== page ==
Ignoring Yemen at our peril

Seven years ago this month, al Qaeda in Yemen was on its last legs, worn down by years of U.S. and Yemeni strikes. The group’s original leader, Abu Ali al-Harithi, was dead, the target of a November 2002 strike by an unmanned CIA drone. His replacement, an amputee named Muhammad Hamdi al-Ahdal, fared little better. ...

MOHAMMAD HUWAIS/AFP/Getty Images
MOHAMMAD HUWAIS/AFP/Getty Images
MOHAMMAD HUWAIS/AFP/Getty Images

Seven years ago this month, al Qaeda in Yemen was on its last legs, worn down by years of U.S. and Yemeni strikes. The group's original leader, Abu Ali al-Harithi, was dead, the target of a November 2002 strike by an unmanned CIA drone.

His replacement, an amputee named Muhammad Hamdi al-Ahdal, fared little better. One year after the death of his boss, the veteran of the fighting in Bosnia and Chechnya was presiding over an organization in disarray. Like a general without an army, al-Ahdal was out of options. In November 2003, he was tracked down to a safe house on the outskirts of Sanaa, the Yemeni capital. A last-minute mediator from the president's office prevented a shootout in the residential neighborhood, convincing al-Ahdal to surrender. Just like that, the threat had been eliminated. Al Qaeda in Yemen was defeated.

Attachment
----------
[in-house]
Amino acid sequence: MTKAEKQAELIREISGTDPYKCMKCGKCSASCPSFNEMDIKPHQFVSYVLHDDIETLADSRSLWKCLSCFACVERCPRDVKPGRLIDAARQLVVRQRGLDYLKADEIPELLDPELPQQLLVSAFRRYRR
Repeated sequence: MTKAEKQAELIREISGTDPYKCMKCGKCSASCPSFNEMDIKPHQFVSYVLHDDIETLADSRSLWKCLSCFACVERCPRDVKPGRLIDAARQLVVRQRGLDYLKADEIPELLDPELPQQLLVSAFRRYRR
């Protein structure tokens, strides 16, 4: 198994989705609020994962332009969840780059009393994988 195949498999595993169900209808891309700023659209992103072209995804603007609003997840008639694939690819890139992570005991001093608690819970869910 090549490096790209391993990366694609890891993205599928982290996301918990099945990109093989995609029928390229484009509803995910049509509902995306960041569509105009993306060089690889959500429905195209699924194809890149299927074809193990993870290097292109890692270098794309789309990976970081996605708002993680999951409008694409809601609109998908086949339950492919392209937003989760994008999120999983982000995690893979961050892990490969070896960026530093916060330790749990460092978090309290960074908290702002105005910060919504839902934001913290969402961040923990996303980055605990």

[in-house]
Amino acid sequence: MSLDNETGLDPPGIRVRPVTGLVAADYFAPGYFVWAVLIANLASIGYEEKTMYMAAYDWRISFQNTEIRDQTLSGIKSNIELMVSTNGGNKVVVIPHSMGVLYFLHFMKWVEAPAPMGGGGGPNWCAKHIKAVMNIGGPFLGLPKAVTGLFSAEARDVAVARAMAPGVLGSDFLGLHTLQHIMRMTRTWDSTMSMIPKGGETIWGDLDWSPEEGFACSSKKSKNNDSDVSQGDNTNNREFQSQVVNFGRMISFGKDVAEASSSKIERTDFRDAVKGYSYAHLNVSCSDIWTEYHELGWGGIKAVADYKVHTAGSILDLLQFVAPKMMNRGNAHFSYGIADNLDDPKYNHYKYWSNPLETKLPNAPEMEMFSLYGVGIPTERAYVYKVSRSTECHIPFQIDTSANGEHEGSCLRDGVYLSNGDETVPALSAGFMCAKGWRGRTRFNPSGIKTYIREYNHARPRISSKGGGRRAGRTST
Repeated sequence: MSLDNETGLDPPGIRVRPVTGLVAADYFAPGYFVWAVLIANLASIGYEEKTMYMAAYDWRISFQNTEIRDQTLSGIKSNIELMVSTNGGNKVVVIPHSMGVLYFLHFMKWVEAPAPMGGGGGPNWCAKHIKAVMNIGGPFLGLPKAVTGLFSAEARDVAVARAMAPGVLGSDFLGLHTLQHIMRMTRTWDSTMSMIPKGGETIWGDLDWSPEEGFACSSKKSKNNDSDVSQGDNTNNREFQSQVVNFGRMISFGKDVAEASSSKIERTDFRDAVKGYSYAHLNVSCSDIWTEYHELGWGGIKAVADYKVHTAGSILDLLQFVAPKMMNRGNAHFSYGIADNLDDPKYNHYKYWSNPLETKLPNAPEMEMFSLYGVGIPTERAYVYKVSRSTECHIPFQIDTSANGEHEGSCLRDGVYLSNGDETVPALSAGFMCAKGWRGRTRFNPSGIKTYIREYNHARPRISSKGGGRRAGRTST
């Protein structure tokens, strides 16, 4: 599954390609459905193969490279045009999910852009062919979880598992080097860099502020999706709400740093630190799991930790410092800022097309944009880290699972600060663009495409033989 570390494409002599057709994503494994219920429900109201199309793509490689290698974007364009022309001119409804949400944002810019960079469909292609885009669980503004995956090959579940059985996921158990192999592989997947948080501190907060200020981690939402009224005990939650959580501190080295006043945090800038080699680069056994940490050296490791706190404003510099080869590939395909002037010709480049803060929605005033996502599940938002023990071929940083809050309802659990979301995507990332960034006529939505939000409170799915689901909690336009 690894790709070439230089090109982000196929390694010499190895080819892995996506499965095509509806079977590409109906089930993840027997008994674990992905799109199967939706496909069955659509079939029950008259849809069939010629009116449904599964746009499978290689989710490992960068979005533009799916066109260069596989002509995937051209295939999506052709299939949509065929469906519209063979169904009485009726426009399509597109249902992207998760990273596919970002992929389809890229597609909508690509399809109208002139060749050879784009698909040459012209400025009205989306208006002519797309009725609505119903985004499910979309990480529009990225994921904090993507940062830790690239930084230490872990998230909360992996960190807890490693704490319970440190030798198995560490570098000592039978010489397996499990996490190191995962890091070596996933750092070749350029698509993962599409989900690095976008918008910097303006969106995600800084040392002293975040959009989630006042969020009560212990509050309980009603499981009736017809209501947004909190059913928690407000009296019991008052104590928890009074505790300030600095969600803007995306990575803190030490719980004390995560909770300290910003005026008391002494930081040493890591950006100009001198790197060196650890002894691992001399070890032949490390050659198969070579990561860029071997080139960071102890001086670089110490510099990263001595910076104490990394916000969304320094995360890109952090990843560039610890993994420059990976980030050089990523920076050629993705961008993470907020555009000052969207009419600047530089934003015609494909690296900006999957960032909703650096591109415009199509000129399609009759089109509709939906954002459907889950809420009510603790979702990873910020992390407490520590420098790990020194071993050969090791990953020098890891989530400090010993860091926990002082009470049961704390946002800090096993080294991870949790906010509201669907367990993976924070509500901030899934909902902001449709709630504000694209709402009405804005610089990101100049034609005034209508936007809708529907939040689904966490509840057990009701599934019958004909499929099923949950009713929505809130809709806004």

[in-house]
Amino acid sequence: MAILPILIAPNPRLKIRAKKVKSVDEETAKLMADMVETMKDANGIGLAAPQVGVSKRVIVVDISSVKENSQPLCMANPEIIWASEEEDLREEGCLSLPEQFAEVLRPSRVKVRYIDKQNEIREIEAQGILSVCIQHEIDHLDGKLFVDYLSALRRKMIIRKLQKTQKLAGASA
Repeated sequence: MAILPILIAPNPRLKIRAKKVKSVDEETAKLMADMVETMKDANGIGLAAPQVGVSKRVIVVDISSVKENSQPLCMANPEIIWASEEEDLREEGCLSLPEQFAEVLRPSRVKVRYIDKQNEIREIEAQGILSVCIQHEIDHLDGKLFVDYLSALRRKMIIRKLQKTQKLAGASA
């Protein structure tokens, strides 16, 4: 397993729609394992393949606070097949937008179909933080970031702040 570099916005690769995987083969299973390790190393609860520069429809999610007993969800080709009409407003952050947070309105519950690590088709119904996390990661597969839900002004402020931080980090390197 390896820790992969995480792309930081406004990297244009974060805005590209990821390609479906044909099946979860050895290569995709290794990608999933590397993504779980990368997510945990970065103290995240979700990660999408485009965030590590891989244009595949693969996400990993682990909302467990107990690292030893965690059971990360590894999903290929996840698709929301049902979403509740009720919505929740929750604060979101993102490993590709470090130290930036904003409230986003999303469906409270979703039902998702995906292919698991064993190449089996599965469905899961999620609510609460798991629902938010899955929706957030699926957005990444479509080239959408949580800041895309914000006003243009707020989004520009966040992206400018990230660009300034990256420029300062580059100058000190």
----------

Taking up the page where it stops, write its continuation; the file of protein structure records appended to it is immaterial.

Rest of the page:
Seven years ago this month, al Qaeda in Yemen was on its last legs, worn down by years of U.S. and Yemeni strikes. The group’s original leader, Abu Ali al-Harithi, was dead, the target of a November 2002 strike by an unmanned CIA drone.

His replacement, an amputee named Muhammad Hamdi al-Ahdal, fared little better. One year after the death of his boss, the veteran of the fighting in Bosnia and Chechnya was presiding over an organization in disarray. Like a general without an army, al-Ahdal was out of options. In November 2003, he was tracked down to a safe house on the outskirts of Sanaa, the Yemeni capital. A last-minute mediator from the president’s office prevented a shootout in the residential neighborhood, convincing al-Ahdal to surrender. Just like that, the threat had been eliminated. Al Qaeda in Yemen was defeated.

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<p> Gregory D. Johnsen is the author of The Last Refuge: Yemen, al-Qaeda, and America's War in Arabia. </p>

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